|Comptroller sides with Lenoir City BOE
The Tennessee Comptroller for the Treasury’s Office of Open Records Counsel has found no wrongdoing by the Lenoir City Board of Education.
An inquiry to the office made on May 12 was returned last week after News-Herald presstime for the May 17 edition.
According to Lee Pope, deputy open records counsel for the comptroller’s office, a private meeting held by the BOE on May 11 before the start of the regularly scheduled meeting did not violate the Tennessee Open Meetings Act.
Jeanne Barker, Lenoir City Schools superintendent, told Pope that the BOE meeting was only for the purpose of sharing information. There was no further investigation by the comptroller’s office.
The law states that, “All meetings of any governing body are declared to be public meetings open to the public at all times, except as provided by the Constitution of Tennessee,” and that a meeting is the “convening of a governing body of a public body for which a quorum is required in order to make a decision or to deliberate toward a decision on any matter.”
Because Barker informed Pope that the meeting was strictly for the sharing of information, and did not include any sort of deliberation toward a topic that will be acted on, the meeting was declared in legal standing.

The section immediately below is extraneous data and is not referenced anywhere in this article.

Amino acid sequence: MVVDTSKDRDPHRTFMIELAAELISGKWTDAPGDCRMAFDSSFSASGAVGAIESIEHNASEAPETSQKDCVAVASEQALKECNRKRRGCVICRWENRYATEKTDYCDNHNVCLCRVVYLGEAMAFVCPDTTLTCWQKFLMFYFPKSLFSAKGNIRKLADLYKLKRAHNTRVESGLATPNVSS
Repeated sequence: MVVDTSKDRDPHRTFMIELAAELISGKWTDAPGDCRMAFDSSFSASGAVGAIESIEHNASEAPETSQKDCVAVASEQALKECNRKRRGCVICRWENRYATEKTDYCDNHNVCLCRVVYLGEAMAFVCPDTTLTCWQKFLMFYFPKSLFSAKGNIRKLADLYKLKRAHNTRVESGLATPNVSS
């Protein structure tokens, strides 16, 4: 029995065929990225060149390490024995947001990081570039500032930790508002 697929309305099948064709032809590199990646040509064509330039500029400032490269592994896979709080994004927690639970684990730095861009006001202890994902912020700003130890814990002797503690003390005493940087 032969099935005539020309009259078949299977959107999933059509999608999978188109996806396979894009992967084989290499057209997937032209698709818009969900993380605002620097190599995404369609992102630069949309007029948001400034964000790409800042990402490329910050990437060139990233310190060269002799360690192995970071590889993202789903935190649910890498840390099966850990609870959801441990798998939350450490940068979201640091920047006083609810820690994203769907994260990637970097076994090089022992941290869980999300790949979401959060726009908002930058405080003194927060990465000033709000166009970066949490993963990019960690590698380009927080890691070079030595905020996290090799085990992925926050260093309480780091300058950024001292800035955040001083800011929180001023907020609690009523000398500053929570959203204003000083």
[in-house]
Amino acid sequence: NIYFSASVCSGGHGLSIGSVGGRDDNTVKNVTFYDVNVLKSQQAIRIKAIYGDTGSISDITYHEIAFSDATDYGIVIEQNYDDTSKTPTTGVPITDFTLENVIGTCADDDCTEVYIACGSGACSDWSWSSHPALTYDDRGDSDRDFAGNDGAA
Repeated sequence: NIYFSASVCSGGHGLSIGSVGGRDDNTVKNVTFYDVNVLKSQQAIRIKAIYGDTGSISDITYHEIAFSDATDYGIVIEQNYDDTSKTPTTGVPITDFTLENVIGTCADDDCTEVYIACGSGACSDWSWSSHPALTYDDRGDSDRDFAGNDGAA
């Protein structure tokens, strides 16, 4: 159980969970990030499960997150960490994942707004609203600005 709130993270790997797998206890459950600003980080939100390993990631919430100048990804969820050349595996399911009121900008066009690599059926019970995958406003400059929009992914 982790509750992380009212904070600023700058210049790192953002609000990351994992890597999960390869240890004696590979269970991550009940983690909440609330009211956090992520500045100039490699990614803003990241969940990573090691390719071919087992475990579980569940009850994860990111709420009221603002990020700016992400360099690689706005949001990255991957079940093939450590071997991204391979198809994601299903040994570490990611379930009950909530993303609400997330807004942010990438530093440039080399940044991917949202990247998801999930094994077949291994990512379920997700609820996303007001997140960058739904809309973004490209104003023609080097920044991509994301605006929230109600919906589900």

The comptroller’s office did not disclose details of the meeting.
Barker declined to provide further comment regarding the meeting, adding only that she was also informed by the comptroller’s office that the meeting was legal.
Loudon City Council dealt with its own questions regarding open meetings last week when Councilman Lynn Millsaps refused to go into an executive session he felt was in violation of the open meetings act.
Millsaps said during the meeting that he felt the city had been breaking the law, a charge that was quickly refuted by Joe Ford, the city’s attorney.
In a follow-up interview Monday, Millsaps stood by his claim.
“I just don’t think they were following the guidelines,” he said. “Our attorney said it’s legal, but I read the law and it pretty clearly says that the city shouldn’t have closed meetings unless it pertains to a potential lawsuit.”
Millsaps has not received clarification from Ford and declined to comment further. He directed further questions to Ford when asked if deliberation toward making a decision had taken place during previous executive sessions.
Ford has not returned a request for comment.